The camp ground should at all times be kept clean and tidy, not only (as I
have pointed out) to keep flies away, but also because Scouts are always tidy,
whether in camp or not, as a matter of habit. If you are not tidy at home, you
won't be tidy in camp; and if you're not tidy in camp, you will be only a
tenderfoot and no Scout.'
A broom is useful for keeping the camp clean, and can easily be made with a
few sprigs of birch bound tightly round a stake.
A Scout is tidy also in his tent, bunk, or room, because he may be suddenly
called upon to go off on an alarm, or something unexpected. If he does not know
exactly where to lay his hand on his things, he will be a long time in turning
out, especially if called up in the middle of the night.
So on going to bed, even when at home, practice the habit of folding up your
clothes and putting them where you can find them at once in the dark and get
into them quickly.
Songs, recitations and small plays can be performed round the camp
every Scout should be made to contribute something to the program, whether he
thinks he is a performer or not.
A different Patrol may be responsible for each night of the week to provide
for the performance. The Patrols can then prepare beforehand for the camp fire.
Camp fire is one of the happiest hours of camp.
Songs, recitations and small
plays follow each other on the program.
Cleaning Camp Ground
Never forget that the state of an old camp ground, after the camp has
finished, tells exactly whether the Patrol or Troop which has used it was a
smart one or not. No
Scouts who are any good ever leave a camp ground dirty. They sweep up and bury or burn every scrap of rubbish. Farmers then don't
have the trouble of having to clean their ground after you leave, and they are,
therefore, all the more willing to let you use it again.
It is a big disgrace for any Troop or Patrol or lone camper to leave the camp
ground dirty and untidy.
Remember the only two things you leave behind you on breaking up camp:
- Your thanks to the owner of the ground.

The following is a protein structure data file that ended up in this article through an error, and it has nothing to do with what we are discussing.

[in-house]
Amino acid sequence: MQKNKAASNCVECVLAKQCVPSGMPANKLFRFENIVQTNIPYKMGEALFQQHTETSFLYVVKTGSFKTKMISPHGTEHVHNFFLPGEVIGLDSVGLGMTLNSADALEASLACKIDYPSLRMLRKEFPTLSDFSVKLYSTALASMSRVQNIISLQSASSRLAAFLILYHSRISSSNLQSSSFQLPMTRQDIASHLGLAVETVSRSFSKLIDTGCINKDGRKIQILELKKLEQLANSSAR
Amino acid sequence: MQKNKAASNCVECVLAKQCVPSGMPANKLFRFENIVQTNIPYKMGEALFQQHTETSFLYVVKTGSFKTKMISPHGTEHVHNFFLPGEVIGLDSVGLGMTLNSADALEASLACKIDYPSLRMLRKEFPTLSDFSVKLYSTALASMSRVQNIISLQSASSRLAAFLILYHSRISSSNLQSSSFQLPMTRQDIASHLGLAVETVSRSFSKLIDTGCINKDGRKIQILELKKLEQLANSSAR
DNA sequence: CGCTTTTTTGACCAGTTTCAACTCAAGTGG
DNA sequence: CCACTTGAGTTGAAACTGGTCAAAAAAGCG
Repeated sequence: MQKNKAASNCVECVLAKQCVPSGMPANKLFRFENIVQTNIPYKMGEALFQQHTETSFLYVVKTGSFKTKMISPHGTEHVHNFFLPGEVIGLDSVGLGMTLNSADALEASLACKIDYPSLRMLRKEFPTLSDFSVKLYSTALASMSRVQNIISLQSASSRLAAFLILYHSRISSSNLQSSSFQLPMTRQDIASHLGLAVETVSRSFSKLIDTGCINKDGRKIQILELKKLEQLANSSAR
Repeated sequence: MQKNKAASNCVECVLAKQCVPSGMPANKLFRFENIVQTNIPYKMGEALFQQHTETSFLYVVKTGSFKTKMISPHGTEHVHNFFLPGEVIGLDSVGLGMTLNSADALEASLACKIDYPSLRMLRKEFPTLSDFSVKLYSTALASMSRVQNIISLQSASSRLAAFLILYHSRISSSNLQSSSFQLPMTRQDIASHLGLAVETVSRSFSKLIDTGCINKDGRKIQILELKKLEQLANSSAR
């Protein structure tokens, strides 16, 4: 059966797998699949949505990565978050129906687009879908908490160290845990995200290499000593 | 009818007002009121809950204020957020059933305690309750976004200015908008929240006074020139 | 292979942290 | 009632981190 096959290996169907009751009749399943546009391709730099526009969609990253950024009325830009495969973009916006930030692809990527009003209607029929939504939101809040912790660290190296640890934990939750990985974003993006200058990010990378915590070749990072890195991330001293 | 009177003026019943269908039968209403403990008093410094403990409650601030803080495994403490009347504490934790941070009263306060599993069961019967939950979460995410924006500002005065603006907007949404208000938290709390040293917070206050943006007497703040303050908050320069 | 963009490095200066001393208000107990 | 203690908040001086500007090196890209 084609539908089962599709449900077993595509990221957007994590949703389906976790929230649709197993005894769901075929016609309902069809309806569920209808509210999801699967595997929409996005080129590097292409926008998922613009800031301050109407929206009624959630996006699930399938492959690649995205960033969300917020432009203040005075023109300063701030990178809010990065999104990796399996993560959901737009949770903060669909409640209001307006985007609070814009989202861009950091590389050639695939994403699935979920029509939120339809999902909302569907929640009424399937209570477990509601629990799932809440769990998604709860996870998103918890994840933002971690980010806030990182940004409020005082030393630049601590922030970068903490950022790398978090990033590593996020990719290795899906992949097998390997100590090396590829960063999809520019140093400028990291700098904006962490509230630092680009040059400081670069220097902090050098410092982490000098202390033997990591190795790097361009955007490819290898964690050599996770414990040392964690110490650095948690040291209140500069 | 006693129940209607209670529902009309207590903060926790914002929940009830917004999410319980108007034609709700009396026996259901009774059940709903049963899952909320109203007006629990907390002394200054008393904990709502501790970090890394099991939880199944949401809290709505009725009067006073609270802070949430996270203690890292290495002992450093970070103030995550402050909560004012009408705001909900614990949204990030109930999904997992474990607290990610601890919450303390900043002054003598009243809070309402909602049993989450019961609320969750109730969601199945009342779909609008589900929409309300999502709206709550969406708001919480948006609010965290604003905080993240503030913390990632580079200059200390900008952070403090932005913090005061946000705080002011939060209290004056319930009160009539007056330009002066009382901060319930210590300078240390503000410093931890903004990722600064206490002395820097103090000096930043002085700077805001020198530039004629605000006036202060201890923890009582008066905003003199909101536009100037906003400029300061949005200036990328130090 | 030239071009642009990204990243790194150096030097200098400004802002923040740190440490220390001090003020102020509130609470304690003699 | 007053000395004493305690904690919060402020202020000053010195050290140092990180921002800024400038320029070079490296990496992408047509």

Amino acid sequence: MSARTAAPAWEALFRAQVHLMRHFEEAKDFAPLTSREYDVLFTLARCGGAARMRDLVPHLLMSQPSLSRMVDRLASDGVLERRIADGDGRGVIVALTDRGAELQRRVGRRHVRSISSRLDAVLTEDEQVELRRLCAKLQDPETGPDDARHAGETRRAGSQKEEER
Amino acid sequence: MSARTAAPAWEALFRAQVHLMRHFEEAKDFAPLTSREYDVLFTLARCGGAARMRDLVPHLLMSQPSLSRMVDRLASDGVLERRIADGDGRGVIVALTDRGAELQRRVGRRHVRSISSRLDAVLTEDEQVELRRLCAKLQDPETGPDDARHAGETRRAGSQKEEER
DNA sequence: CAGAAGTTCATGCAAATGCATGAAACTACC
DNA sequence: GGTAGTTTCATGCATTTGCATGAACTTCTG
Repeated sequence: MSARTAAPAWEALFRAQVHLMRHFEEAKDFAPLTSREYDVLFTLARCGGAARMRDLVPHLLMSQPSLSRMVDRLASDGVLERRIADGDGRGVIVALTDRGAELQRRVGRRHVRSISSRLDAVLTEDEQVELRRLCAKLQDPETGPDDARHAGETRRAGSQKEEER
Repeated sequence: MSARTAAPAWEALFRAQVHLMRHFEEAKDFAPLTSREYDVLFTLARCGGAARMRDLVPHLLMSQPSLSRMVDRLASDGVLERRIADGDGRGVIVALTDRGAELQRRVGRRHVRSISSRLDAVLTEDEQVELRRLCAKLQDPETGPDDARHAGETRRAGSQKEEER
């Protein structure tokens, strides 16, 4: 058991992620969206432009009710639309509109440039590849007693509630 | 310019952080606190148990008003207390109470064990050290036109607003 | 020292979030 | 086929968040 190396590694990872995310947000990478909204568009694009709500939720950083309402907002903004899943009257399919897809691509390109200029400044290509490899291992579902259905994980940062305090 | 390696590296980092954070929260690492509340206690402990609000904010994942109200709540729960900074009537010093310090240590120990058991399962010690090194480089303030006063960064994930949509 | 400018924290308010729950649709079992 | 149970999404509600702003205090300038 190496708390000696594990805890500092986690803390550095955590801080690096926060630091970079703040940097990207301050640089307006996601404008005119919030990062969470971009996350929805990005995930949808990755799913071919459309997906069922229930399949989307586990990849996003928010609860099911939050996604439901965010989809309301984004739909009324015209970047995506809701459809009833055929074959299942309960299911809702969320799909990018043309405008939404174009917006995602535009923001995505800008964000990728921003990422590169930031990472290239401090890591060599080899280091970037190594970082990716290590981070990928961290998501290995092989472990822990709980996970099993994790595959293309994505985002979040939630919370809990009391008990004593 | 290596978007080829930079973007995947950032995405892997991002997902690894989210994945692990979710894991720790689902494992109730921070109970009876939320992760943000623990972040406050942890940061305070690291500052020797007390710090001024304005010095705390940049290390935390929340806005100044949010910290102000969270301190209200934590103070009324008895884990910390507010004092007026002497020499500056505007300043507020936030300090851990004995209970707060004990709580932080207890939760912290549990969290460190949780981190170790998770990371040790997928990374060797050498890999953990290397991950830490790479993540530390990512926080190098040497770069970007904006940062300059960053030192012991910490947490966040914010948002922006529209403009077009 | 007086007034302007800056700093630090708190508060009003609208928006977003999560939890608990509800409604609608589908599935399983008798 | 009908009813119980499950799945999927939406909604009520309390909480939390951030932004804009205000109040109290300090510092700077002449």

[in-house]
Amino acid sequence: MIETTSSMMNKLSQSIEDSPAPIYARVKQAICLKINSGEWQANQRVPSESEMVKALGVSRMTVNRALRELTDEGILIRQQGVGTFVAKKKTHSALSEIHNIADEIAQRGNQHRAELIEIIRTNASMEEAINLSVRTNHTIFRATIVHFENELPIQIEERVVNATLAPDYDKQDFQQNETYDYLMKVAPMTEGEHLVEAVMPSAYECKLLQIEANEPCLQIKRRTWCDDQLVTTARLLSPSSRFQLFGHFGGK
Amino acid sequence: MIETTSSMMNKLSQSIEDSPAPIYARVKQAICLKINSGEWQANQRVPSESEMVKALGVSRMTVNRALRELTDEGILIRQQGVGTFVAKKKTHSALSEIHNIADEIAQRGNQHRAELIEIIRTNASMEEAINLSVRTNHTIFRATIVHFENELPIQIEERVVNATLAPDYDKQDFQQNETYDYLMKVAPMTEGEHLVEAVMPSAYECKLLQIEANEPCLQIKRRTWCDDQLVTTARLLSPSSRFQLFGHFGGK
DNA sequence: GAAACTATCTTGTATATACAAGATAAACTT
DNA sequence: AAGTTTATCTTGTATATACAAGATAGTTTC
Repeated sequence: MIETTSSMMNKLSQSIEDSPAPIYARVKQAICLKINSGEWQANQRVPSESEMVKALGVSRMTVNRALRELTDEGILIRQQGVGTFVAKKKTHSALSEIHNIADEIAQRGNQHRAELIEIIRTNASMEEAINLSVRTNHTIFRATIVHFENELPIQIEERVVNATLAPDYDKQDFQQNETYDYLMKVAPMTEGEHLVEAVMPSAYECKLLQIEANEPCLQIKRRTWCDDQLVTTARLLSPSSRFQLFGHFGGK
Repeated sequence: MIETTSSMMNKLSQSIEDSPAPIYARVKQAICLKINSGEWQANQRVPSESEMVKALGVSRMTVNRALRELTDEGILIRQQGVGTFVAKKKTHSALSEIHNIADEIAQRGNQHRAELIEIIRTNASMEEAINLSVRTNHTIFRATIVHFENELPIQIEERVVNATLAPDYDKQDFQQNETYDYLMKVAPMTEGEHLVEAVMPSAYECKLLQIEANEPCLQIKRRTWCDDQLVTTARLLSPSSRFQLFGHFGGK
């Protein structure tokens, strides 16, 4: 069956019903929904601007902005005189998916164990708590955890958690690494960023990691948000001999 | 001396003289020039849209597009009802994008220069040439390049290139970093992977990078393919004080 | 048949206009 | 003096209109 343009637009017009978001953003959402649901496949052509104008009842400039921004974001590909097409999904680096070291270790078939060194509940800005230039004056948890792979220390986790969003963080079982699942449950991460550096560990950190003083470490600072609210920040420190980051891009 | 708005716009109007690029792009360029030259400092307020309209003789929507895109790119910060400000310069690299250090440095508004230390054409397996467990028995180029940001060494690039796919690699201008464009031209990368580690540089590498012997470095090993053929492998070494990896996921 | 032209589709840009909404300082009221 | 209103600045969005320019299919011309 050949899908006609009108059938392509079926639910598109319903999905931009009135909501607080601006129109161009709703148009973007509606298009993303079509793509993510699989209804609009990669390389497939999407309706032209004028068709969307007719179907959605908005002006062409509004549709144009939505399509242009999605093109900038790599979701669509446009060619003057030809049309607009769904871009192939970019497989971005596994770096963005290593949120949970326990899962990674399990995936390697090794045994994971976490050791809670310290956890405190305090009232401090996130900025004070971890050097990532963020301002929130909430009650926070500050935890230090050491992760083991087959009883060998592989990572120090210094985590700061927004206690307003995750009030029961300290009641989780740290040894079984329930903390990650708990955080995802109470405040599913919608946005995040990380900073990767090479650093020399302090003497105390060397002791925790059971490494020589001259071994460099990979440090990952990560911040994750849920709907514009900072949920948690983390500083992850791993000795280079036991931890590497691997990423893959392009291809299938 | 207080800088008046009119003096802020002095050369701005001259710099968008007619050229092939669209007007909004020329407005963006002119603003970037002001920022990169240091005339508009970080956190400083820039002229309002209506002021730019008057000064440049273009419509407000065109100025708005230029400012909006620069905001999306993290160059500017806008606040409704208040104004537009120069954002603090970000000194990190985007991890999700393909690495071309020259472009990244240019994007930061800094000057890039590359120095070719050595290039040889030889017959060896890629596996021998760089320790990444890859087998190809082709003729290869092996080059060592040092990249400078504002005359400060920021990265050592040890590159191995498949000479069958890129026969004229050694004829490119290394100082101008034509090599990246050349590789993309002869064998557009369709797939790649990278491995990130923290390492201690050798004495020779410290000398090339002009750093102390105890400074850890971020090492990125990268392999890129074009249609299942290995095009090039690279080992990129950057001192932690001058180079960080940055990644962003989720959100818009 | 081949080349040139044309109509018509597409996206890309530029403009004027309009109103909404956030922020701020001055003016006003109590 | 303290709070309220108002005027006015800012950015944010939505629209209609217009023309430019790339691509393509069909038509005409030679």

Another point to remember is that when you use a farmer's ground you ought to
repay him for the use of it. If you do not do this with money you can do it in
other ways. You can-and ought to-do jobs that are useful for him. You can mend
his fences or gates, or dig up weeds, and so on.
You should always be doing good turns both to the farmer and to the people
living near your camp, so that they will be glad to have you there.
PATROL PRACTICES IN CAMPING
The best practice in camping is camping whenever possible-single nights,
weekends, and longer camps.
In going to camp with the Troop it is essential to have a few "Standing
Orders", which can be added to from time to time, if necessary. The Patrol
Leaders are held fully responsible that their Scouts carry them out exactly.
Such orders will contain the camp routine and might point out that each
Patrol will camp separately from the others, and that there will be a comparison
between the respective cleanliness and good order of tents and surrounding
Each Patrol usually has its tents grouped together, well away from the other
Patrol, but within call of the Scoutmaster's tent which generally is in the
Bathing in camp is under strict supervision to prevent non-swimmers getting
into dangerous water. The following rules should be strictly followed:
(1) No Scout shall be allowed to bathe except under the personal supervision
of the Scouter in charge of the party or some responsible adult appointed by him
for the purpose. The safety of the place must have been previously ascertained
and all reasonable precautions must be taken, including the provision of a life
(2) A picket of two good swimmers, preferably trained swimmers and life
savers, must be on duty, undressed, in a boat or on shore as the circumstances